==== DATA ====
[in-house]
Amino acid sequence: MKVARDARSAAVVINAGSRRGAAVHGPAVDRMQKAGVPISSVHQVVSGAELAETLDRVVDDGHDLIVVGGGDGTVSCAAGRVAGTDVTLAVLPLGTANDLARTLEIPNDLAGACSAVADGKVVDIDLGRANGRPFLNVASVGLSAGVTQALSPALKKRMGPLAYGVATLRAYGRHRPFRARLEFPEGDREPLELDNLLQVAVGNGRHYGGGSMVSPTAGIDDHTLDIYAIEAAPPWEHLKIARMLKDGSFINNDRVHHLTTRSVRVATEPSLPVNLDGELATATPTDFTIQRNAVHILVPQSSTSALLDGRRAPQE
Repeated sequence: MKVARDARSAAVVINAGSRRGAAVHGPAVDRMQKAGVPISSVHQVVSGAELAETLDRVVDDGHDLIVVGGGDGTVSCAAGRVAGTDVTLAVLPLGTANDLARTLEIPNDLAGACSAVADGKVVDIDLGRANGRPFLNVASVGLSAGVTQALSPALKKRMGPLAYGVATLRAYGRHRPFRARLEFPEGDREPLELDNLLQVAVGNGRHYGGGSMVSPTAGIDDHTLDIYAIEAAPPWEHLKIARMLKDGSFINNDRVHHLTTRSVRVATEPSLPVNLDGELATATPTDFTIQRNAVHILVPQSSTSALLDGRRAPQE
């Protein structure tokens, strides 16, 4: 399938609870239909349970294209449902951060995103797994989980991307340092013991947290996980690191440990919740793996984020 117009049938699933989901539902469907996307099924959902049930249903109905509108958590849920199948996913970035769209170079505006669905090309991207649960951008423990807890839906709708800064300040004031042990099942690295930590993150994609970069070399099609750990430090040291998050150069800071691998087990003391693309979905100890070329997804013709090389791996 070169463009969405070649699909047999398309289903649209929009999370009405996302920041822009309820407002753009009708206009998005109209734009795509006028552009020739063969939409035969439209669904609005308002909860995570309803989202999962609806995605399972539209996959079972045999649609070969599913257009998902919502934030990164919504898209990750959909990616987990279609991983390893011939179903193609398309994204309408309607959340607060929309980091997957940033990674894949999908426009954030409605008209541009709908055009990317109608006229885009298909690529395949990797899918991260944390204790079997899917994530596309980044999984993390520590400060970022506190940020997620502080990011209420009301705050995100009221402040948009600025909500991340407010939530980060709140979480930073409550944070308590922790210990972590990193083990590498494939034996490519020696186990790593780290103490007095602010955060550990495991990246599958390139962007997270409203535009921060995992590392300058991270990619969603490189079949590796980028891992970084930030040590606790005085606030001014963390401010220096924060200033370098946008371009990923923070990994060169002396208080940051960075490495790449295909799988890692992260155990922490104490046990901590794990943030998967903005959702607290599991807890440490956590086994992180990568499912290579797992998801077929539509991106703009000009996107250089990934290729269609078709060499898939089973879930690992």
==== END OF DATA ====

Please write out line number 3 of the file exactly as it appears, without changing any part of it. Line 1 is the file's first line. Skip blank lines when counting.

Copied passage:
Repeated sequence: MKVARDARSAAVVINAGSRRGAAVHGPAVDRMQKAGVPISSVHQVVSGAELAETLDRVVDDGHDLIVVGGGDGTVSCAAGRVAGTDVTLAVLPLGTANDLARTLEIPNDLAGACSAVADGKVVDIDLGRANGRPFLNVASVGLSAGVTQALSPALKKRMGPLAYGVATLRAYGRHRPFRARLEFPEGDREPLELDNLLQVAVGNGRHYGGGSMVSPTAGIDDHTLDIYAIEAAPPWEHLKIARMLKDGSFINNDRVHHLTTRSVRVATEPSLPVNLDGELATATPTDFTIQRNAVHILVPQSSTSALLDGRRAPQE